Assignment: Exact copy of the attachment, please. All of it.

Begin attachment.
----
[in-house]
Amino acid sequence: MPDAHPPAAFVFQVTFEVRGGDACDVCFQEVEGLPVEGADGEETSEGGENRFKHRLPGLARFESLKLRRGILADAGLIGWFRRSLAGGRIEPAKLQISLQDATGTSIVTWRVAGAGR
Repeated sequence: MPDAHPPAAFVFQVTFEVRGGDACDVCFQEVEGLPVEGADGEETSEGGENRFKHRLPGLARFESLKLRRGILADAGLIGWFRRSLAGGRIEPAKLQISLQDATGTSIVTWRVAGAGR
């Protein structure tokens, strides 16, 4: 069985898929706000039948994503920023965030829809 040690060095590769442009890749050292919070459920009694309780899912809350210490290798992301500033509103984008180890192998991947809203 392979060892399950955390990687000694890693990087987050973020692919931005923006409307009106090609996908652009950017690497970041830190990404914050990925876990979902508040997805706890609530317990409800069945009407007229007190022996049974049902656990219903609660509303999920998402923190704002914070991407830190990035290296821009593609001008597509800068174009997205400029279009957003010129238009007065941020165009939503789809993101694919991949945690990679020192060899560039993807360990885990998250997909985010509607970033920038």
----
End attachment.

[in-house]
Amino acid sequence: MPDAHPPAAFVFQVTFEVRGGDACDVCFQEVEGLPVEGADGEETSEGGENRFKHRLPGLARFESLKLRRGILADAGLIGWFRRSLAGGRIEPAKLQISLQDATGTSIVTWRVAGAGR
Repeated sequence: MPDAHPPAAFVFQVTFEVRGGDACDVCFQEVEGLPVEGADGEETSEGGENRFKHRLPGLARFESLKLRRGILADAGLIGWFRRSLAGGRIEPAKLQISLQDATGTSIVTWRVAGAGR
């Protein structure tokens, strides 16, 4: 069985898929706000039948994503920023965030829809 040690060095590769442009890749050292919070459920009694309780899912809350210490290798992301500033509103984008180890192998991947809203 392979060892399950955390990687000694890693990087987050973020692919931005923006409307009106090609996908652009950017690497970041830190990404914050990925876990979902508040997805706890609530317990409800069945009407007229007190022996049974049902656990219903609660509303999920998402923190704002914070991407830190990035290296821009593609001008597509800068174009997205400029279009957003010129238009007065941020165009939503789809993101694919991949945690990679020192060899560039993807360990885990998250997909985010509607970033920038």